As a gap-filler the GTX 570 is largely what we expected the moment we saw the GTX 580 and we have no serious qualms with it. The one thing that does disappoint us is that NVIDIA is being conservative with the pricing: $350 is not aggressive pricing. The GTX 570 is fast enough to justify its position and the high-end card price premium, but at $100 over the GTX 470 and Radeon HD 5870 you’re paying a lot for that additional 20-25% in performance. Certainly we’re going to be happy campers if AMD’s next series of cards can put some pressure on NVIDIA here.

And finally, that brings us to AMD. AMD’s schedule calls for the Radeon HD 6900 series to be launched by the end of the year, and the year is quickly running out. There’s still too much uncertainty to advise holding off on any GTX 500 series purchases (particularly if you expect to have a card for Christmas), but if you’re not in a rush for a card it could be worth waiting a couple more weeks to see what AMD has up their sleeves. A holiday slugfest between AMD and NVIDIA and the resulting price drops are certainly at the top of our wish lists.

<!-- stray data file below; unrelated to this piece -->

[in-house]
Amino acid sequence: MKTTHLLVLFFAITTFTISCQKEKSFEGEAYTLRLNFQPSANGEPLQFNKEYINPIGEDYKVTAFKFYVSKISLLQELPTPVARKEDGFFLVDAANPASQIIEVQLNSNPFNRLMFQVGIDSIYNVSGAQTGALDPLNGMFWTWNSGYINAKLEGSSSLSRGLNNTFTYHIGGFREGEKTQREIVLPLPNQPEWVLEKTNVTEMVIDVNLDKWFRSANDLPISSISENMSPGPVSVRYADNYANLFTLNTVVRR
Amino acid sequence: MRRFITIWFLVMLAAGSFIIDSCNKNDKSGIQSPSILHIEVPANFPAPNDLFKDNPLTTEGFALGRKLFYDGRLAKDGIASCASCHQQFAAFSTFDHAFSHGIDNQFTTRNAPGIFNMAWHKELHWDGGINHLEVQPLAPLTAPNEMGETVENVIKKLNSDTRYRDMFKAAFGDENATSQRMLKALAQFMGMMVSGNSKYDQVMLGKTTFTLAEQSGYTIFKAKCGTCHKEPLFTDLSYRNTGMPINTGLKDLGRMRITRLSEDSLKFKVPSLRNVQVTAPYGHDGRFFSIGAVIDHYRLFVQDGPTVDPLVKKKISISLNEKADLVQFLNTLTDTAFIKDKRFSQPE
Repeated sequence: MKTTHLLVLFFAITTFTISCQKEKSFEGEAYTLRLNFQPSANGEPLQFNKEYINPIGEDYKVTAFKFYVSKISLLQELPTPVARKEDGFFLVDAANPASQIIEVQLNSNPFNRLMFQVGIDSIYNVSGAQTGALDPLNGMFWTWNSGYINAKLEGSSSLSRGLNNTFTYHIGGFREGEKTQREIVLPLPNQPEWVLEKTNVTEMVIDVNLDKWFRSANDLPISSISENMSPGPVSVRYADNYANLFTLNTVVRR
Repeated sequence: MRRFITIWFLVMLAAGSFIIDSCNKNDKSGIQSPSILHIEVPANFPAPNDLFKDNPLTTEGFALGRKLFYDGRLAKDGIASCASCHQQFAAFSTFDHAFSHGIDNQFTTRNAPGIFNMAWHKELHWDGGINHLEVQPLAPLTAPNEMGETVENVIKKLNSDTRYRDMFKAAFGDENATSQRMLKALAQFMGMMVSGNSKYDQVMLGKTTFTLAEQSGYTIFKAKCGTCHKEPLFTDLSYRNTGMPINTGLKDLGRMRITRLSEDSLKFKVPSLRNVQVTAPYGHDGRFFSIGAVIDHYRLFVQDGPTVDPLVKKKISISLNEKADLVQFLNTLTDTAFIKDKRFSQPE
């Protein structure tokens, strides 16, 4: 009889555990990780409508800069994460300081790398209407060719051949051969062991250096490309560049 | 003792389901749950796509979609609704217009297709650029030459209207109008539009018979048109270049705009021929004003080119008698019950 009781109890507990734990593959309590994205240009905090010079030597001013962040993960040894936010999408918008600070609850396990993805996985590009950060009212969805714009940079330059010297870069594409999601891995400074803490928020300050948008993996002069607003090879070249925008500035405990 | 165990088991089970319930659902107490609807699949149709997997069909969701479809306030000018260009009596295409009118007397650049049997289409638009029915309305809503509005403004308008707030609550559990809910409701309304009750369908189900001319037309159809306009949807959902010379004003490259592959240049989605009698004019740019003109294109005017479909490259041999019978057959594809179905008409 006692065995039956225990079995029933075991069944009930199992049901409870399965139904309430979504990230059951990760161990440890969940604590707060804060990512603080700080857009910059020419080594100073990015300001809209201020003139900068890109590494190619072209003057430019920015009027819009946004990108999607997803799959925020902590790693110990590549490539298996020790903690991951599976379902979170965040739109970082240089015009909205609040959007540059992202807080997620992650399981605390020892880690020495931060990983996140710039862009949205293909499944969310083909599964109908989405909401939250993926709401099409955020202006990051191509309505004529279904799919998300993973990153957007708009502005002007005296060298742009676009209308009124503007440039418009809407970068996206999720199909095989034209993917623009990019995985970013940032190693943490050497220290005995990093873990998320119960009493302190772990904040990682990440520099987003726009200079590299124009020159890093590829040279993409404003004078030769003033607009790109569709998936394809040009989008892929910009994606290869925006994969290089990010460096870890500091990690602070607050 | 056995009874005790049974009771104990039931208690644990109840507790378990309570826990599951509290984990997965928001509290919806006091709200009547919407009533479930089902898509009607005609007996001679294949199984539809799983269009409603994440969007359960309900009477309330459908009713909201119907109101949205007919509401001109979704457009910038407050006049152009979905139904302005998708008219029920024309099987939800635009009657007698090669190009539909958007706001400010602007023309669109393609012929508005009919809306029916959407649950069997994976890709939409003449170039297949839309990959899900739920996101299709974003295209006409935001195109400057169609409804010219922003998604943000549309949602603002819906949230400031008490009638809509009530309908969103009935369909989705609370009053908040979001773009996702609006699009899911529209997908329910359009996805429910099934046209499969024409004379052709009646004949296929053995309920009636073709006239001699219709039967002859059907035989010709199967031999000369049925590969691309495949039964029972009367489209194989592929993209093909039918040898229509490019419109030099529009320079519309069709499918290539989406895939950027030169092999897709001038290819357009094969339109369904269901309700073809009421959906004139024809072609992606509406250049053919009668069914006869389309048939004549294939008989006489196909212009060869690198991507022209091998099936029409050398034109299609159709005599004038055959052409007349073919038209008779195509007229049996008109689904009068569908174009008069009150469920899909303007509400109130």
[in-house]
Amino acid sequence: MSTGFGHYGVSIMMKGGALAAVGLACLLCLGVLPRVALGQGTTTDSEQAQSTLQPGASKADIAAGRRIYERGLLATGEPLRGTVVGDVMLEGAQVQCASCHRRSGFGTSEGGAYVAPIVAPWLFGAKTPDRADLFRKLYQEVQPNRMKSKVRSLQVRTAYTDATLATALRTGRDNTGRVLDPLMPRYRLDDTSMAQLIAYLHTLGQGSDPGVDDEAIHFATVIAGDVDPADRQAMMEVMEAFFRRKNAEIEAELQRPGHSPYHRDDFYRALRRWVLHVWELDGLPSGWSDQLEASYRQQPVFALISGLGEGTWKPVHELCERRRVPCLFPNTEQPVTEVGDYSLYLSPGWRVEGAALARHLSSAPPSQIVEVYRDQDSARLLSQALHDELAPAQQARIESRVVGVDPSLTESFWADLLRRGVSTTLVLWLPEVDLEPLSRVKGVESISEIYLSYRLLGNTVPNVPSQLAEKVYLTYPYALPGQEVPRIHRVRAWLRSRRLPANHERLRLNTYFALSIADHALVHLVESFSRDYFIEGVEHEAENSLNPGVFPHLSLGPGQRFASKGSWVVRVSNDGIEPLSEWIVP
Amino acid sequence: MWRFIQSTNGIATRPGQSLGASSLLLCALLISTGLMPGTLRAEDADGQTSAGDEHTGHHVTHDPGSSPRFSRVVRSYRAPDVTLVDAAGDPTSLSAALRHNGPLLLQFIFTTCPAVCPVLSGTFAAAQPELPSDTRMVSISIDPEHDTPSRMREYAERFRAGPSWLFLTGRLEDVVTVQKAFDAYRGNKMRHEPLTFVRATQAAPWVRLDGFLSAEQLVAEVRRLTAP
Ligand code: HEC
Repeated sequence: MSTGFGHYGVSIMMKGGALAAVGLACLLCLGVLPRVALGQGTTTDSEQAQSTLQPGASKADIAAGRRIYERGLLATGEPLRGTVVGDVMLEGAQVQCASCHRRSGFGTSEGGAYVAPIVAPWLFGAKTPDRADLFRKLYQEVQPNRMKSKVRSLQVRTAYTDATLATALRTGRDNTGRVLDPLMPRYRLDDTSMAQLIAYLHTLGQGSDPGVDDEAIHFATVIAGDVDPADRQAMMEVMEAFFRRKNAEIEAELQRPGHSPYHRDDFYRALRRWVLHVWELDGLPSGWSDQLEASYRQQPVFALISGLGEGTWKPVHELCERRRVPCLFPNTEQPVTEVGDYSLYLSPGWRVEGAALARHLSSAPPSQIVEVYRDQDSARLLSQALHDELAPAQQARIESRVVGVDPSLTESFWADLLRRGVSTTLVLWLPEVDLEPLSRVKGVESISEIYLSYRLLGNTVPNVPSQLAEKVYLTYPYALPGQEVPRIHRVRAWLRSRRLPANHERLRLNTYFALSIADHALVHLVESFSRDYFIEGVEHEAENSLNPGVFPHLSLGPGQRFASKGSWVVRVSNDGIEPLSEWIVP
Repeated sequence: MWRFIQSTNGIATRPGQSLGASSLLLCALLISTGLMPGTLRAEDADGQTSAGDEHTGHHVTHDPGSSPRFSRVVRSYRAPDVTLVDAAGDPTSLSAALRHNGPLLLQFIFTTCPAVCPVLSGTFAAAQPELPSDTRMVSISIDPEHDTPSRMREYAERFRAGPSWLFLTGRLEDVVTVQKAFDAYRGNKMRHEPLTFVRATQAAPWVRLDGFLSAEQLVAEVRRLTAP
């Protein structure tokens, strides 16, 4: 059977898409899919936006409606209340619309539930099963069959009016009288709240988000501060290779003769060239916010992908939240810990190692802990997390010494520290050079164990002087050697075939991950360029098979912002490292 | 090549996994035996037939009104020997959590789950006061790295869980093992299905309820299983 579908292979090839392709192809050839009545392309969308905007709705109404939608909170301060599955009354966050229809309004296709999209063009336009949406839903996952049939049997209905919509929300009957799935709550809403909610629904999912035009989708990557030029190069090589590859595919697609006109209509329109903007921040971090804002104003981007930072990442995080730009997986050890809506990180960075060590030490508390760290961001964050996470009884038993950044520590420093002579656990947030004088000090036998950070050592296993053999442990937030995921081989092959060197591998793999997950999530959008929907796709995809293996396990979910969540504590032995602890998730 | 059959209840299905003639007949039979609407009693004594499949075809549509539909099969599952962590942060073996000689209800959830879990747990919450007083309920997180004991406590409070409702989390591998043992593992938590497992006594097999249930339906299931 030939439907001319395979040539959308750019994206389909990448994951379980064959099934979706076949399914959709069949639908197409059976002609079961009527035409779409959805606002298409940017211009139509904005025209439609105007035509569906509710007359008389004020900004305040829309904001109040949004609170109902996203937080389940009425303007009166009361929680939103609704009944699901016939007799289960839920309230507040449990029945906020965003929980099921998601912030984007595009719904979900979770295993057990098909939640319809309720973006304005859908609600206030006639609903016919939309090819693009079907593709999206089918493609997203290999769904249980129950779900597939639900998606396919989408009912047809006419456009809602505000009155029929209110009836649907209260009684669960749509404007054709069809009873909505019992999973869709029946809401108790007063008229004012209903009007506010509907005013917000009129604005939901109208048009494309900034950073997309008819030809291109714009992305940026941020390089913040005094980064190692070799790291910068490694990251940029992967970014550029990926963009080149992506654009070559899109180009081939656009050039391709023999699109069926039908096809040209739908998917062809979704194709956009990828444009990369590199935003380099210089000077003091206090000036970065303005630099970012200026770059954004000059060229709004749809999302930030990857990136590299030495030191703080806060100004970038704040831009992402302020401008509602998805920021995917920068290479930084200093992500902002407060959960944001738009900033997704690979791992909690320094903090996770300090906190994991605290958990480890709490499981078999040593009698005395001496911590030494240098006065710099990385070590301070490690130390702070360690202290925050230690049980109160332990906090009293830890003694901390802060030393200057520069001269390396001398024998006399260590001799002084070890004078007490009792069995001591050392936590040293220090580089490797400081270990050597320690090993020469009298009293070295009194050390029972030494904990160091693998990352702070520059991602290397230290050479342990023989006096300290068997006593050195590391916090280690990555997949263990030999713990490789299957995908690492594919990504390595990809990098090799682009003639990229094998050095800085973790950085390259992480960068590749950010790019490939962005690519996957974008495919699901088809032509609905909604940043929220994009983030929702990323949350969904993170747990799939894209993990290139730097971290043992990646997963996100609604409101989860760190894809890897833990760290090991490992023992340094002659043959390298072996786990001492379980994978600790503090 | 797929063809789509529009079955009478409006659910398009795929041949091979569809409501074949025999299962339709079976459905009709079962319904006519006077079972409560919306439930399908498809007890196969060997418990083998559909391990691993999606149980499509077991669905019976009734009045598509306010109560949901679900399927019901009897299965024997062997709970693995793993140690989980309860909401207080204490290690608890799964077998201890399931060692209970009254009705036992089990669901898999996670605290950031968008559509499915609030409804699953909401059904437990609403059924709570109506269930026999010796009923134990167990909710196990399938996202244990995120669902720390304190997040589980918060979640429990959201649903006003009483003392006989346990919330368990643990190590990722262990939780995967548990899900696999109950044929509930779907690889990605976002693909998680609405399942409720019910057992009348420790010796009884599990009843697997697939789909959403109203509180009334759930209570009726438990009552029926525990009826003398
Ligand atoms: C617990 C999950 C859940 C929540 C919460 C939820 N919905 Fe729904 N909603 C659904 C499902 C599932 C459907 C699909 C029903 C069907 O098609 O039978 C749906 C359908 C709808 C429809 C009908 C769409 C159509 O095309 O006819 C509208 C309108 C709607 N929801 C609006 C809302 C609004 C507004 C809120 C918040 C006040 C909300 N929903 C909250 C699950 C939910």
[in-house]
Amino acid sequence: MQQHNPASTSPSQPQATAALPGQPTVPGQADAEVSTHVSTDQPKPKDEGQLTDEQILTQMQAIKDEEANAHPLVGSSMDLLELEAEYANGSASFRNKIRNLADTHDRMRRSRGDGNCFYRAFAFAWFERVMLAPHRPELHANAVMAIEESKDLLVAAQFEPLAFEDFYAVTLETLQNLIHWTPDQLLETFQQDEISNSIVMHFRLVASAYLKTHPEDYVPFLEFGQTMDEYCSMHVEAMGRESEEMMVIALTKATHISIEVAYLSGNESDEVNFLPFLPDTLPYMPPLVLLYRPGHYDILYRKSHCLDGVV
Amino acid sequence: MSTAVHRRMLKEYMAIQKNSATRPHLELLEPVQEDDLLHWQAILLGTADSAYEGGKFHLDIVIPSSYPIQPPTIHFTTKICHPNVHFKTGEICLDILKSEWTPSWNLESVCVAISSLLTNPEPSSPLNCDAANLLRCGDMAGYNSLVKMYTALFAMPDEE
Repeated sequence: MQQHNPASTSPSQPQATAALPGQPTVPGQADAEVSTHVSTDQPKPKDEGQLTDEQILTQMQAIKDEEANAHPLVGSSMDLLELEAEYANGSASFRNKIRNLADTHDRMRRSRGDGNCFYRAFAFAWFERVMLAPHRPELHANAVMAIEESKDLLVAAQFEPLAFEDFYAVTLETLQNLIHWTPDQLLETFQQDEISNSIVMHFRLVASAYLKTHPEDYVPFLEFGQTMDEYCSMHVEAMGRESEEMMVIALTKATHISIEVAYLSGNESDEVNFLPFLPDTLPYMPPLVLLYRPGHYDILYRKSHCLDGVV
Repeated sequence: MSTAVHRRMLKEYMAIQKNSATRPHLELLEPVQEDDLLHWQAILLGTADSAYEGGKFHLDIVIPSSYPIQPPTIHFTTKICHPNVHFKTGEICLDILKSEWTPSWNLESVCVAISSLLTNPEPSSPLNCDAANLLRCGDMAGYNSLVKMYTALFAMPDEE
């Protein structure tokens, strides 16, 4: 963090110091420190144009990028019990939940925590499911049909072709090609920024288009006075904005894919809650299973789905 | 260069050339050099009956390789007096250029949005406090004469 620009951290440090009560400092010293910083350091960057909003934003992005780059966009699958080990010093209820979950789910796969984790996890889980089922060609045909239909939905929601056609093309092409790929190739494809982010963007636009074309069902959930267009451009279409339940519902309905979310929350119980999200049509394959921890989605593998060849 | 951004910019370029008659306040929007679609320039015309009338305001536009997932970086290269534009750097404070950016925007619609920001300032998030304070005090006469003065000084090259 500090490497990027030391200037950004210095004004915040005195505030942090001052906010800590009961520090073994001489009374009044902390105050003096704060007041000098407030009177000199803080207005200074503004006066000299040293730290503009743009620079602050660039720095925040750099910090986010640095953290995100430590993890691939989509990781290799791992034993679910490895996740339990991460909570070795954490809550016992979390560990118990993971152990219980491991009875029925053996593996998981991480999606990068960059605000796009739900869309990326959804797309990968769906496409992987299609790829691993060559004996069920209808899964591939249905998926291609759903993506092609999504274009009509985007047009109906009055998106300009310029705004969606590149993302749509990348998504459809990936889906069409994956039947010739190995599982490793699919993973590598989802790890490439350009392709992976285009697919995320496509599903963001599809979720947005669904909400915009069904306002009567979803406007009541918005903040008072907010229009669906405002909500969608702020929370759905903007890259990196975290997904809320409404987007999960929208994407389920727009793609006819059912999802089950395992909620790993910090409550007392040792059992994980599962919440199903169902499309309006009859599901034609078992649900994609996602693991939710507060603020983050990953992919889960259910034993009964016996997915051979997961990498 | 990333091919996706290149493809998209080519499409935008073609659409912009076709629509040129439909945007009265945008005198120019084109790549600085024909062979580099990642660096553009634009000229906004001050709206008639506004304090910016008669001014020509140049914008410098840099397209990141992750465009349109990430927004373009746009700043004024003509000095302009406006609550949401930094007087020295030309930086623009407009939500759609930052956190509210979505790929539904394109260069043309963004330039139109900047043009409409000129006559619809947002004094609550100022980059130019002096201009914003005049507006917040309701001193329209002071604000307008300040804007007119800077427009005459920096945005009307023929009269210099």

Power, Temperature, & Noise
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  • Oxford Guy - Wednesday, December 08, 2010 - link

    Does Nvidia not want people to use Unigine since it showed the 480 beating the pants off the 580 in minimum frame rate at 1920x1200 and lower resolutions?

    I've noticed a definite lack of Unigine on review sites for the 570.
    Reply
  • stangflyer - Tuesday, December 07, 2010 - link